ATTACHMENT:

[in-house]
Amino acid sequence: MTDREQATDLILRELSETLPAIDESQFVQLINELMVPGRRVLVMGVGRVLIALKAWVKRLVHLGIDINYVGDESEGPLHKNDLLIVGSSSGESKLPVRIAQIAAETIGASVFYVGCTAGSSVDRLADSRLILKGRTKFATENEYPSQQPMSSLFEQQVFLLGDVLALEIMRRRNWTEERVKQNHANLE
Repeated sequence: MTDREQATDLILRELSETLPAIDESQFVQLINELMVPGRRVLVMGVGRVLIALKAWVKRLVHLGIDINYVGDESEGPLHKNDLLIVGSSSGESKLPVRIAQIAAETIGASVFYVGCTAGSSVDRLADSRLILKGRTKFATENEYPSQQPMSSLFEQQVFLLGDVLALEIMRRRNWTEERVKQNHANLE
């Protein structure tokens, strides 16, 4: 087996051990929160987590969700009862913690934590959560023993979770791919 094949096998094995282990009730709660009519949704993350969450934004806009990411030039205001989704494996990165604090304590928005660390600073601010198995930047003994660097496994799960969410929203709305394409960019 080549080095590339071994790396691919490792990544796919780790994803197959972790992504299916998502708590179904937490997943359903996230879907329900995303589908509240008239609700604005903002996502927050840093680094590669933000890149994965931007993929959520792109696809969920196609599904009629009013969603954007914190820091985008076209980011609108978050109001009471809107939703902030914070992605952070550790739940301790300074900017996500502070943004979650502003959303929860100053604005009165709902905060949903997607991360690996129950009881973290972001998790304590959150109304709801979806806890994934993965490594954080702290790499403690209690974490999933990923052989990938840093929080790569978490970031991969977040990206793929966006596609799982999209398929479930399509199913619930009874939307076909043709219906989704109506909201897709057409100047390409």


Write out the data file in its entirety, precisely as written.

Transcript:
[in-house]
Amino acid sequence: MTDREQATDLILRELSETLPAIDESQFVQLINELMVPGRRVLVMGVGRVLIALKAWVKRLVHLGIDINYVGDESEGPLHKNDLLIVGSSSGESKLPVRIAQIAAETIGASVFYVGCTAGSSVDRLADSRLILKGRTKFATENEYPSQQPMSSLFEQQVFLLGDVLALEIMRRRNWTEERVKQNHANLE
Repeated sequence: MTDREQATDLILRELSETLPAIDESQFVQLINELMVPGRRVLVMGVGRVLIALKAWVKRLVHLGIDINYVGDESEGPLHKNDLLIVGSSSGESKLPVRIAQIAAETIGASVFYVGCTAGSSVDRLADSRLILKGRTKFATENEYPSQQPMSSLFEQQVFLLGDVLALEIMRRRNWTEERVKQNHANLE
């Protein structure tokens, strides 16, 4: 087996051990929160987590969700009862913690934590959560023993979770791919 094949096998094995282990009730709660009519949704993350969450934004806009990411030039205001989704494996990165604090304590928005660390600073601010198995930047003994660097496994799960969410929203709305394409960019 080549080095590339071994790396691919490792990544796919780790994803197959972790992504299916998502708590179904937490997943359903996230879907329900995303589908509240008239609700604005903002996502927050840093680094590669933000890149994965931007993929959520792109696809969920196609599904009629009013969603954007914190820091985008076209980011609108978050109001009471809107939703902030914070992605952070550790739940301790300074900017996500502070943004979650502003959303929860100053604005009165709902905060949903997607991360690996129950009881973290972001998790304590959150109304709801979806806890994934993965490594954080702290790499403690209690974490999933990923052989990938840093929080790569978490970031991969977040990206793929966006596609799982999209398929479930399509199913619930009874939307076909043709219906989704109506909201897709057409100047390409």